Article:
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Merck, the Dow's hottest stock, gets set to report Q4 financials

Merck Stock price

Dow Jones Industrial Average (DJIA) stalwart Merck & Co., Inc. (NYSE:MRK) has momentum on its side heading into its February 1st earnings report. 

Shares of the large cap pharmaceutical company have finished higher for nine straight weeks. They have climbed 17% during the streak and set an all-time high last week. 

Merck’s surge has coincided with a broader rally in drugmaker stocks. Up 5.7% year-to-date, pharmaceuticals are not only outpacing higher risk biotechnology stocks but are also the best performing industry in the entire U.S. equity market. Eli Lilly (+10.3%) and mid-cap Organon (16.2%) are up even more in 2024. After significantly lagging the market in 2023, the industry’s hot start may be just what the doctor ordered.

In the case of Merck, the turnaround has been fueled by a series of positive product and pipeline developments. Last week, the U.S. Food and Drug Administration (FDA) approved the company’s core Keytruda drug in combination with chemoradiotherapy as a treatment for patients with stage III-IVA cervical cancer. It marked Keytruda’s 39th FDA-approved indication and bolstered Merck’s global leadership in immuno-oncology. There remain a staggering 1,600 clinical trials studying Keytruda across a variety of cancers. The drug accounted for 40% of Merck’s worldwide sales in the third quarter of 2023.

Earlier this year, Merck announced that pivotal Phase 3 trials got underway for four investigational drug candidates in its oncology and hematology pipeline. The progress shows that 1) Merck is building on its leading position as a developer of treatments for hematologic malignancies and solid tumors, and 2) despite the dominance, there is an underlying need to diversify away from Keytruda and HPV vaccine Gardasil, which together account for 56% of the business.

What are Merck’s other growth drivers?

Merck’s quest to diversify into new therapeutic areas and drugs took a step forward last week when it unveiled a plan to acquire San Francisco-based Harpoon Therapeutics for $680 million. The move will give Merck HPN328, a T-cell therapy that’s being evaluated as a potential treatment for small cell lung cancer and neuroendocrine tumors. Harpoon’s portfolio includes several other T-cell engagers that are being developed for patients with multiple myeloma and EpCAm expressing tumors. The deal is still subject to Harpoon shareholder approval and other regulatory conditions but is expected to close in the first half of 2024.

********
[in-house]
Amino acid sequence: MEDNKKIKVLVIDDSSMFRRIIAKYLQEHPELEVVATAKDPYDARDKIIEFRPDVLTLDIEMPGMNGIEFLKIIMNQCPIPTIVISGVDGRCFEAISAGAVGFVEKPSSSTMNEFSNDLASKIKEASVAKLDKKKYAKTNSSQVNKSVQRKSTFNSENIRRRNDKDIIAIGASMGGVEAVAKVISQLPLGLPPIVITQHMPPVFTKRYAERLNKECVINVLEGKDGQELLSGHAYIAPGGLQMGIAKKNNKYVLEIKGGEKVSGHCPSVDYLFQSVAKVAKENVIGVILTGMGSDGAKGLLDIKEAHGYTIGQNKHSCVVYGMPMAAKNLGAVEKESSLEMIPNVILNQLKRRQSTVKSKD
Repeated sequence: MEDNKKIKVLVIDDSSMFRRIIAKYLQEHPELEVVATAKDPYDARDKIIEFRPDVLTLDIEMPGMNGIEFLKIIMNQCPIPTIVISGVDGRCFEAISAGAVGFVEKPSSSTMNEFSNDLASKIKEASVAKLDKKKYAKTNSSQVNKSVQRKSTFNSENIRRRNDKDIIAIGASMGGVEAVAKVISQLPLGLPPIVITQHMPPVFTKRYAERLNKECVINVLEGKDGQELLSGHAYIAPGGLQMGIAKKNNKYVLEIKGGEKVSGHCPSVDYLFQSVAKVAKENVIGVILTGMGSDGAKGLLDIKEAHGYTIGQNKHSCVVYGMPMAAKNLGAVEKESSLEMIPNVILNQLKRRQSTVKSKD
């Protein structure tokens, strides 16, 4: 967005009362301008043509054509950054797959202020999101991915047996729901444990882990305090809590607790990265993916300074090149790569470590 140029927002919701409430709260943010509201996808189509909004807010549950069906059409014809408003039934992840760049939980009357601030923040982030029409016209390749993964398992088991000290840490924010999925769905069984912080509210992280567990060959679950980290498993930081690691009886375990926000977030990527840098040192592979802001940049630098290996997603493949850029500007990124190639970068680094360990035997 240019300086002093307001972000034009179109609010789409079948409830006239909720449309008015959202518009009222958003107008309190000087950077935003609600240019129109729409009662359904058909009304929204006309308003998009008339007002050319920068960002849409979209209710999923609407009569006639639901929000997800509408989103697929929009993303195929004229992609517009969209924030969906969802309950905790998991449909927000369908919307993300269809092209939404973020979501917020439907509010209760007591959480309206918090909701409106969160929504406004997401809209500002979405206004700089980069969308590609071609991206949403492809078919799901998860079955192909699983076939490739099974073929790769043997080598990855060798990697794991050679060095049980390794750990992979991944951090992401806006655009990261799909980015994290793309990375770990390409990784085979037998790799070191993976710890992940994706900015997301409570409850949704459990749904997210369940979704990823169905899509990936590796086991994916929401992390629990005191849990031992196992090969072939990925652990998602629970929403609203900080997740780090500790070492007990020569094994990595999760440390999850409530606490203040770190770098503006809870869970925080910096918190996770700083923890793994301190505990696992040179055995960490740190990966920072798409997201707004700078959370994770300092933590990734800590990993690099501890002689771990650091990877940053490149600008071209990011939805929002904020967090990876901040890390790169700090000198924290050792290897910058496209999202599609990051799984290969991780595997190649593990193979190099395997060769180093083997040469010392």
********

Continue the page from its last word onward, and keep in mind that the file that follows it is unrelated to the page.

As its valuation swells to $300 billion, mergers and acquisitions (M&A) will likely be a big part of Merck’s growth strategy. Since 2019, the company has invested approximately $50 billion in acquiring new businesses and drugs. Last year, it added Daiichi-Sankyo, Prometheus Biosciences and Imago Biosciences to help it become the world’s third-largest major drug manufacturer behind Eli Lilly and Johnson & Johnson.

At last week’s J.P. Morgan Healthcare conference, CEO Rob Davis outlined the company’s strategic growth priorities for this year and beyond. At the top of the list was pipeline advancement, an item it has done well with in recent weeks. Merck entered the year with more than 20 programs in phase 3 studies, including candidates in oncology, cardiovascular, HIV, immunology and vaccines. It plans to launch a pair of drugs in 2024 — sotatercept and V116 — that, at their peak, could become multibillion-dollar revenue producers.

What are Merck’s Q4 financial estimates?

Merck is expected to report revenue of $14.5 billion and a $0.10 per share loss for the fourth quarter of 2023. On the line will be a nine-quarter earnings beat streak that has helped the stock double off its March 2020 pandemic low. The third quarter earnings beat was driven by better-than-expected sales of core products as well as a surprise growth contribution from Merck’s lesser known Animal Health business.

As Merck’s financials and portfolio progress, so too does Wall Street’s support. Earlier this month, TD Cowen upgraded the stock to Buy, becoming the 14th firm to take a bullish stance on the drugmaker. Only two neutral ‘hold-outs’ remain — and with the stock near a record high, no one considers it a sell.

A likely reason why? MRK is still inexpensive. Based on the consensus estimate for next year’s earnings per share (EPS), the stock has a price-to-earnings (P/E) ratio of 14x. Over the last five years, it has traded between 13x to 35x. Being at the low end of this range suggests there is ample room for P/E expansion.

Analysts’ average price target is $127.50, which represents a fresh all-time high. Combined with Merck’s 2.6% forward yield, the Dow’s early 2024 frontrunner may have another 10% total return potential by year-end.

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